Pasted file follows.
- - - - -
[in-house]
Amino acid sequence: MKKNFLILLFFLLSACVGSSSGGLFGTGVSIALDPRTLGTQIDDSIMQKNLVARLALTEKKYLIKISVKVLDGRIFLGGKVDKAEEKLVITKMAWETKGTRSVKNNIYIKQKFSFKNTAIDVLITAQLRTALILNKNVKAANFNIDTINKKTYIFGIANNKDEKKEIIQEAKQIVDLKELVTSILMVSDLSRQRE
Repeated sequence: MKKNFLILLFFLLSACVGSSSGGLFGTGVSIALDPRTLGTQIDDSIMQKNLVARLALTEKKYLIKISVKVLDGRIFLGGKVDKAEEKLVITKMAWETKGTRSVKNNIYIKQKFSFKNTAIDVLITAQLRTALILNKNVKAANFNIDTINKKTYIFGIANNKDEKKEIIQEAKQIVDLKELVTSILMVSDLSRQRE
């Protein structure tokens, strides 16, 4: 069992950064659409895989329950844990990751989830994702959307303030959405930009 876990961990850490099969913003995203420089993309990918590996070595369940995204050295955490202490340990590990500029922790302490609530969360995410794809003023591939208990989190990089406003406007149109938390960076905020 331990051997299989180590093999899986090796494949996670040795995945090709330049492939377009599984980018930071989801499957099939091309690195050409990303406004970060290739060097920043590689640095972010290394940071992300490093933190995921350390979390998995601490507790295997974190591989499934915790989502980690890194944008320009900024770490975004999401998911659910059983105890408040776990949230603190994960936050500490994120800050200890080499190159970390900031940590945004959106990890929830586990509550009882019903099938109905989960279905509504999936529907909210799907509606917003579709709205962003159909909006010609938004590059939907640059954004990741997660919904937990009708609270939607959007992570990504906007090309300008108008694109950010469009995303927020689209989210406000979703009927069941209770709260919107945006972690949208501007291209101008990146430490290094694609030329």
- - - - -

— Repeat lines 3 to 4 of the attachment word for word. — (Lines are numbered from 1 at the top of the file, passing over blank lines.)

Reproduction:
Repeated sequence: MKKNFLILLFFLLSACVGSSSGGLFGTGVSIALDPRTLGTQIDDSIMQKNLVARLALTEKKYLIKISVKVLDGRIFLGGKVDKAEEKLVITKMAWETKGTRSVKNNIYIKQKFSFKNTAIDVLITAQLRTALILNKNVKAANFNIDTINKKTYIFGIANNKDEKKEIIQEAKQIVDLKELVTSILMVSDLSRQRE
């Protein structure tokens, strides 16, 4: 069992950064659409895989329950844990990751989830994702959307303030959405930009 876990961990850490099969913003995203420089993309990918590996070595369940995204050295955490202490340990590990500029922790302490609530969360995410794809003023591939208990989190990089406003406007149109938390960076905020 331990051997299989180590093999899986090796494949996670040795995945090709330049492939377009599984980018930071989801499957099939091309690195050409990303406004970060290739060097920043590689640095972010290394940071992300490093933190995921350390979390998995601490507790295997974190591989499934915790989502980690890194944008320009900024770490975004999401998911659910059983105890408040776990949230603190994960936050500490994120800050200890080499190159970390900031940590945004959106990890929830586990509550009882019903099938109905989960279905509504999936529907909210799907509606917003579709709205962003159909909006010609938004590059939907640059954004990741997660919904937990009708609270939607959007992570990504906007090309300008108008694109950010469009995303927020689209989210406000979703009927069941209770709260919107945006972690949208501007291209101008990146430490290094694609030329």